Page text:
SM: From the individual side, our target client has about $1 million in investable assets. But more than that, it’s about the relationship; we try to maintain that relationship with a favorable client-to-advisor ratio. It’s one of the standards we uphold in our business. Right now, we never exceed a ratio of about 100-to-1. That ratio, to us, is a key measurement of the kind of client service we want to provide.

    FREE: What does the future hold in store as the practice changes? Do you have plans to adjust that ratio?
    PM: The long-term goal is to build the practice and be well-recognized in retirement planning; that is, working with the corporate retirement plans and a select group of individuals. For the ratio, we’re looking to be closer to 50-to-1; I just don’t think that you can give really good service if you start doing more than that. Steven will continue to grow until he takes over, probably in about five to 10 years, though I don’t ever plan on a full retirement. I’ll still keep my hand in the mix and have some clients who I’ll help advise. I just won’t be doing it full time. As it is, all new clients are seen together, so everyone associates the business with both of us.
    SM: My goal is to grow the practice at an aggressive rate, but as it continues to grow, I’d like to actually expand our team to be training new advisors. That’s definitely part of our plan. In maybe five years from now, instead of two advisors, I’d like to see five advisors with close to 200 clients; we’d have roughly 40 clients per advisor with the majority of the clients fitting the ideal client profile. We’re still defining the actual goals, though. Patricia tends to be the skeptic and I’m the optimist; we meet somewhere in the middle.

    FREE: That brings us to another question. Many people try to separate the business from the personal. How do you both handle that, being mother and son, as well as business partners?
    PM: With a business coach. It’s difficult to be a parent and child, much less to work together. It’s hard to leave work at the office and vice versa sometimes.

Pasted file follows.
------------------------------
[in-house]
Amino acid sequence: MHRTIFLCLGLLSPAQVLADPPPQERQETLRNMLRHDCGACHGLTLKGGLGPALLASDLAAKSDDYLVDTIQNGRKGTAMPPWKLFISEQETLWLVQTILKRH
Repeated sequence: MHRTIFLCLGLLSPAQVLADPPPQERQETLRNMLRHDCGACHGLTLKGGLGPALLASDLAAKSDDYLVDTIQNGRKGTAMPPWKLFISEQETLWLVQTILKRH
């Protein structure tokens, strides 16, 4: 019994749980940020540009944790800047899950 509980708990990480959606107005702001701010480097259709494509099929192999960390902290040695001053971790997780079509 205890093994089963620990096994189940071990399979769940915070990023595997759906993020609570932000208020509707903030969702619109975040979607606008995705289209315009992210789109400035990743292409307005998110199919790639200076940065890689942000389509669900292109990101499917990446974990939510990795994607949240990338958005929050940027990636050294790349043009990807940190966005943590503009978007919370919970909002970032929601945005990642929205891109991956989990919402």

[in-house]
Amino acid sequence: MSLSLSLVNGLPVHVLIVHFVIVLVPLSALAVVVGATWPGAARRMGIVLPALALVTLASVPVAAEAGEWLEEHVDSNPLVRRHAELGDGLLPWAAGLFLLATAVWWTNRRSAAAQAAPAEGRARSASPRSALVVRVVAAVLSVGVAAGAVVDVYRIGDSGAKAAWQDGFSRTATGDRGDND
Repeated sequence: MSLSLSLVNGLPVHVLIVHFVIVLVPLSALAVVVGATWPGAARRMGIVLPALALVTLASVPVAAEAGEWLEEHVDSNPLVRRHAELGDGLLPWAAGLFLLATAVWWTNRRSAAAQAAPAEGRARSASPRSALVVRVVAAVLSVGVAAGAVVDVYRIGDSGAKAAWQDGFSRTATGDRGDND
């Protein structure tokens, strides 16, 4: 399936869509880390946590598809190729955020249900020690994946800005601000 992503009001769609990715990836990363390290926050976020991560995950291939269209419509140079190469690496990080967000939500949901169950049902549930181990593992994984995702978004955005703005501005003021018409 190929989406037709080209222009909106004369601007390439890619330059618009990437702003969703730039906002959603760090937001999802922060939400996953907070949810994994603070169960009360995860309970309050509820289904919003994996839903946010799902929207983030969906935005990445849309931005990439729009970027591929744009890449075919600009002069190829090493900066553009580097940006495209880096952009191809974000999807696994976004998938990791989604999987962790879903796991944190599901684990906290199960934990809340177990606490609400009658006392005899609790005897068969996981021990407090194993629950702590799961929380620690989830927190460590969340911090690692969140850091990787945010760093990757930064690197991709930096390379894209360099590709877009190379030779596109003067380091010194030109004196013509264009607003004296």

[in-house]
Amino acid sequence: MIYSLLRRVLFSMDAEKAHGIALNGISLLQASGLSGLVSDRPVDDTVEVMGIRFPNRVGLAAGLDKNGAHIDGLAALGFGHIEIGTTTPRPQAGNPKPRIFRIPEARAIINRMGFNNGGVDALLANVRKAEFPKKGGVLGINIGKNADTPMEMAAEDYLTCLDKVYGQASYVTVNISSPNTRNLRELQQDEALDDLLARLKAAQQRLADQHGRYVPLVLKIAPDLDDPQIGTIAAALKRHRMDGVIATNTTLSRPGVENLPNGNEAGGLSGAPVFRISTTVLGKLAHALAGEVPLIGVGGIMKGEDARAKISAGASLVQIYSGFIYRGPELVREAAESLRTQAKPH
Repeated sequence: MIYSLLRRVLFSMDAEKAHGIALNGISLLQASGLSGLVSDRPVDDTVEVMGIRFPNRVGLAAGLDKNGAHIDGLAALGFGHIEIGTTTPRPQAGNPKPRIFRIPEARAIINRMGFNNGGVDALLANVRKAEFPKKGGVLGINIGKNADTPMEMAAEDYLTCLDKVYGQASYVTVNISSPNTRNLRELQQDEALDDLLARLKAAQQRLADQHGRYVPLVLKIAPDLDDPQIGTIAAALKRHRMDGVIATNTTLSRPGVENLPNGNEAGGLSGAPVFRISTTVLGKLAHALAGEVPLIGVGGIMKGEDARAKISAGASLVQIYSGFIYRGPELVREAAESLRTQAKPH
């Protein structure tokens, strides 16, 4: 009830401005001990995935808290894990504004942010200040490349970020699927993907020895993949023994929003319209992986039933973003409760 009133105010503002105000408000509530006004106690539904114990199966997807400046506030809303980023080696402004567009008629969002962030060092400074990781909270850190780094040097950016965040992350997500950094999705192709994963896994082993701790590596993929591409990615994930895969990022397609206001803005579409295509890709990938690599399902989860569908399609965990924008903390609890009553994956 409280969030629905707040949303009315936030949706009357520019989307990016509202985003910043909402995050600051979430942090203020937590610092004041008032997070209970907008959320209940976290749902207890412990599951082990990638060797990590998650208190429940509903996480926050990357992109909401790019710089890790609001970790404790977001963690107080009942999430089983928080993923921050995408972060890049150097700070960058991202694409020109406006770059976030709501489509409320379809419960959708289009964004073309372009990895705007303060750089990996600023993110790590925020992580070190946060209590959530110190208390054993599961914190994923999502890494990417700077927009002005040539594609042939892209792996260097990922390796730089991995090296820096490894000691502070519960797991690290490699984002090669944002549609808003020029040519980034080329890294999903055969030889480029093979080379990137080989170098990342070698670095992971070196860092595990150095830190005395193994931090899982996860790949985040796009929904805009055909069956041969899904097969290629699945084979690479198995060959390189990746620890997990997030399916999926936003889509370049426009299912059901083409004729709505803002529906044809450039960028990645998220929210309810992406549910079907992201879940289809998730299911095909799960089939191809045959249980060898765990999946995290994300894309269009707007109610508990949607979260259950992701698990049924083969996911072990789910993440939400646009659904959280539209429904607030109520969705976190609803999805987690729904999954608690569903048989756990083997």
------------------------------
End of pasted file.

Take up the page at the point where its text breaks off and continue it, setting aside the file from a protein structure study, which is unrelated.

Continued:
SM: It’s a constant challenge, but we’ve gotten better at it over the years. We’ve started to figure out what works and doesn’t work in terms of how we partner together; more specifically, what are our communication styles, how often should we communicate to our clients and how do we craft a consistent message. We’re continuing to learn, but how efficient we are in the way we work together is probably the key thing we look at; if either one of us is not making the best use of our time based on our agreed-upon areas of focus, then it will affect every single area of the practice. That’s part of the reason why we have a business coach to help us address that.

    FREE: That’s very proactive! With the breadth of experience and knowledge you each have, you’ve become quite the dynamic duo. What advice would you give to a new generation looking to embark on this career path in current times?
    PM: I really don’t think it’s so different than in the past. You better be adaptive and be able to acclimate to a business that is constantly changing. It’s probably one of the fastest changing businesses. Beyond that, you have to know what your business model is and adapt it to be successful. Those are the important pieces to succeed for anyone coming into this business.
    SM: I would say for anyone thinking of entering this field, just make the move and do it. There’s enormous opportunity in our business for the next generation. In the next 10 to 15 years, there’s going to be an incredible need for new advisors. I would also tell them to do their due diligence with any company that they join and to know exactly why they want to work for them. As a young person coming into this profession, the chance to have ownership in something is unbelievable; just make sure the company has the values you’re seeking.

    FREE: Sounds like fantastic advice. Thank you both for your insight into your business and the future of financial services.
    SM: Absolutely.
    PM: Thank you.